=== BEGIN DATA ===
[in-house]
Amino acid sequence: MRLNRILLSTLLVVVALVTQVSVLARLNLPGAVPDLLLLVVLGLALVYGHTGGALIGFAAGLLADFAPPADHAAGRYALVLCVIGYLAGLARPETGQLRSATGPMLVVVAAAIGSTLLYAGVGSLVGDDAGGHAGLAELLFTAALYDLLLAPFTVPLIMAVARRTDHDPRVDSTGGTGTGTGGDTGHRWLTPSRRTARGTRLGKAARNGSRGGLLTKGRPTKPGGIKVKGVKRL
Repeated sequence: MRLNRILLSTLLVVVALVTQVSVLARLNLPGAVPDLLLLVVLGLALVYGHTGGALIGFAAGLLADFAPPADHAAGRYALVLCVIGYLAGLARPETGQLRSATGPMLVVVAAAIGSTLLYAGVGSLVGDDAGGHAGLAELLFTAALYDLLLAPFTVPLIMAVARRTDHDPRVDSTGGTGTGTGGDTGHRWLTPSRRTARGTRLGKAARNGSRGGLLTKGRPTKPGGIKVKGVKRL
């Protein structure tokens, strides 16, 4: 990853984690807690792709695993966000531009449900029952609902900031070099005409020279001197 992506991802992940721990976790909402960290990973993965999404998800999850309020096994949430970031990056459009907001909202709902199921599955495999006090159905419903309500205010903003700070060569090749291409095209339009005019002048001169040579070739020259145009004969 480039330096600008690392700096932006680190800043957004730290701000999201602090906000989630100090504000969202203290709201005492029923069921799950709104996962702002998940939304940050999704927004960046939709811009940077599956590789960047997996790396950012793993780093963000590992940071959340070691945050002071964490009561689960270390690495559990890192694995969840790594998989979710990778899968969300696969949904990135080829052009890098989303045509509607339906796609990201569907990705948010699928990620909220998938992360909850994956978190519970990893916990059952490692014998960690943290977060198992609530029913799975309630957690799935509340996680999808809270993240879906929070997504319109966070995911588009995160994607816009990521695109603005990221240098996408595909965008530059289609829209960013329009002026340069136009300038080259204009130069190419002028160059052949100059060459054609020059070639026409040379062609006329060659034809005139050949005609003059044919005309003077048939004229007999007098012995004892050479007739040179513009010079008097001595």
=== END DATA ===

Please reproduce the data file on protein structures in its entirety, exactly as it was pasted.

[in-house]
Amino acid sequence: MRLNRILLSTLLVVVALVTQVSVLARLNLPGAVPDLLLLVVLGLALVYGHTGGALIGFAAGLLADFAPPADHAAGRYALVLCVIGYLAGLARPETGQLRSATGPMLVVVAAAIGSTLLYAGVGSLVGDDAGGHAGLAELLFTAALYDLLLAPFTVPLIMAVARRTDHDPRVDSTGGTGTGTGGDTGHRWLTPSRRTARGTRLGKAARNGSRGGLLTKGRPTKPGGIKVKGVKRL
Repeated sequence: MRLNRILLSTLLVVVALVTQVSVLARLNLPGAVPDLLLLVVLGLALVYGHTGGALIGFAAGLLADFAPPADHAAGRYALVLCVIGYLAGLARPETGQLRSATGPMLVVVAAAIGSTLLYAGVGSLVGDDAGGHAGLAELLFTAALYDLLLAPFTVPLIMAVARRTDHDPRVDSTGGTGTGTGGDTGHRWLTPSRRTARGTRLGKAARNGSRGGLLTKGRPTKPGGIKVKGVKRL
């Protein structure tokens, strides 16, 4: 990853984690807690792709695993966000531009449900029952609902900031070099005409020279001197 992506991802992940721990976790909402960290990973993965999404998800999850309020096994949430970031990056459009907001909202709902199921599955495999006090159905419903309500205010903003700070060569090749291409095209339009005019002048001169040579070739020259145009004969 480039330096600008690392700096932006680190800043957004730290701000999201602090906000989630100090504000969202203290709201005492029923069921799950709104996962702002998940939304940050999704927004960046939709811009940077599956590789960047997996790396950012793993780093963000590992940071959340070691945050002071964490009561689960270390690495559990890192694995969840790594998989979710990778899968969300696969949904990135080829052009890098989303045509509607339906796609990201569907990705948010699928990620909220998938992360909850994956978190519970990893916990059952490692014998960690943290977060198992609530029913799975309630957690799935509340996680999808809270993240879906929070997504319109966070995911588009995160994607816009990521695109603005990221240098996408595909965008530059289609829209960013329009002026340069136009300038080259204009130069190419002028160059052949100059060459054609020059070639026409040379062609006329060659034809005139050949005609003059044919005309003077048939004229007999007098012995004892050479007739040179513009010079008097001595």